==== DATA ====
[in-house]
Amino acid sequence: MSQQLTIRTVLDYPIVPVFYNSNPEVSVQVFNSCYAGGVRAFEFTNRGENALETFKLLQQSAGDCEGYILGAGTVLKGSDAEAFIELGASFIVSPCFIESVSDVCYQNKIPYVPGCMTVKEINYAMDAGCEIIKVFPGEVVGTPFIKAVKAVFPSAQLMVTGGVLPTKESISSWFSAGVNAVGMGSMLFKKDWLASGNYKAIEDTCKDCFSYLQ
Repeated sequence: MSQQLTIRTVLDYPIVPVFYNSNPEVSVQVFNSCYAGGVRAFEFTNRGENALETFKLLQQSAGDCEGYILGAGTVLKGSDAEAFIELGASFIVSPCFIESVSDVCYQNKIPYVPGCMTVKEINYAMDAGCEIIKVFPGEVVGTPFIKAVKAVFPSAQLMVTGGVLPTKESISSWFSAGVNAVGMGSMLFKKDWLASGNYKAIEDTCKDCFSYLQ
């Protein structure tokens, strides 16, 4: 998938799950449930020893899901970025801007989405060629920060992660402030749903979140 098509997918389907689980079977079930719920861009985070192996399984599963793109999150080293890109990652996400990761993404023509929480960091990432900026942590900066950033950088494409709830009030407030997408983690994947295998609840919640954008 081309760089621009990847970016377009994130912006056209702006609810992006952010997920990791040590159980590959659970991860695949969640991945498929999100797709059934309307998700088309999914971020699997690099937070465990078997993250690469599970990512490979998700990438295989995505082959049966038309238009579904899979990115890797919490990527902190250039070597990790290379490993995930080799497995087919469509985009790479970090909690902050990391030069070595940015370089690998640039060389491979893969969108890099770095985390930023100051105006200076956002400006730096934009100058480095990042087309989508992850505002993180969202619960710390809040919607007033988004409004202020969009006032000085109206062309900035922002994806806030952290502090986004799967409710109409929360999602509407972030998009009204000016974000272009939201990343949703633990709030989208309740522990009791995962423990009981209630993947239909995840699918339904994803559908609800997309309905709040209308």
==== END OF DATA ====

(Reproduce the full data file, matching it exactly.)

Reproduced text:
[in-house]
Amino acid sequence: MSQQLTIRTVLDYPIVPVFYNSNPEVSVQVFNSCYAGGVRAFEFTNRGENALETFKLLQQSAGDCEGYILGAGTVLKGSDAEAFIELGASFIVSPCFIESVSDVCYQNKIPYVPGCMTVKEINYAMDAGCEIIKVFPGEVVGTPFIKAVKAVFPSAQLMVTGGVLPTKESISSWFSAGVNAVGMGSMLFKKDWLASGNYKAIEDTCKDCFSYLQ
Repeated sequence: MSQQLTIRTVLDYPIVPVFYNSNPEVSVQVFNSCYAGGVRAFEFTNRGENALETFKLLQQSAGDCEGYILGAGTVLKGSDAEAFIELGASFIVSPCFIESVSDVCYQNKIPYVPGCMTVKEINYAMDAGCEIIKVFPGEVVGTPFIKAVKAVFPSAQLMVTGGVLPTKESISSWFSAGVNAVGMGSMLFKKDWLASGNYKAIEDTCKDCFSYLQ
């Protein structure tokens, strides 16, 4: 998938799950449930020893899901970025801007989405060629920060992660402030749903979140 098509997918389907689980079977079930719920861009985070192996399984599963793109999150080293890109990652996400990761993404023509929480960091990432900026942590900066950033950088494409709830009030407030997408983690994947295998609840919640954008 081309760089621009990847970016377009994130912006056209702006609810992006952010997920990791040590159980590959659970991860695949969640991945498929999100797709059934309307998700088309999914971020699997690099937070465990078997993250690469599970990512490979998700990438295989995505082959049966038309238009579904899979990115890797919490990527902190250039070597990790290379490993995930080799497995087919469509985009790479970090909690902050990391030069070595940015370089690998640039060389491979893969969108890099770095985390930023100051105006200076956002400006730096934009100058480095990042087309989508992850505002993180969202619960710390809040919607007033988004409004202020969009006032000085109206062309900035922002994806806030952290502090986004799967409710109409929360999602509407972030998009009204000016974000272009939201990343949703633990709030989208309740522990009791995962423990009981209630993947239909995840699918339904994803559908609800997309309905709040209308």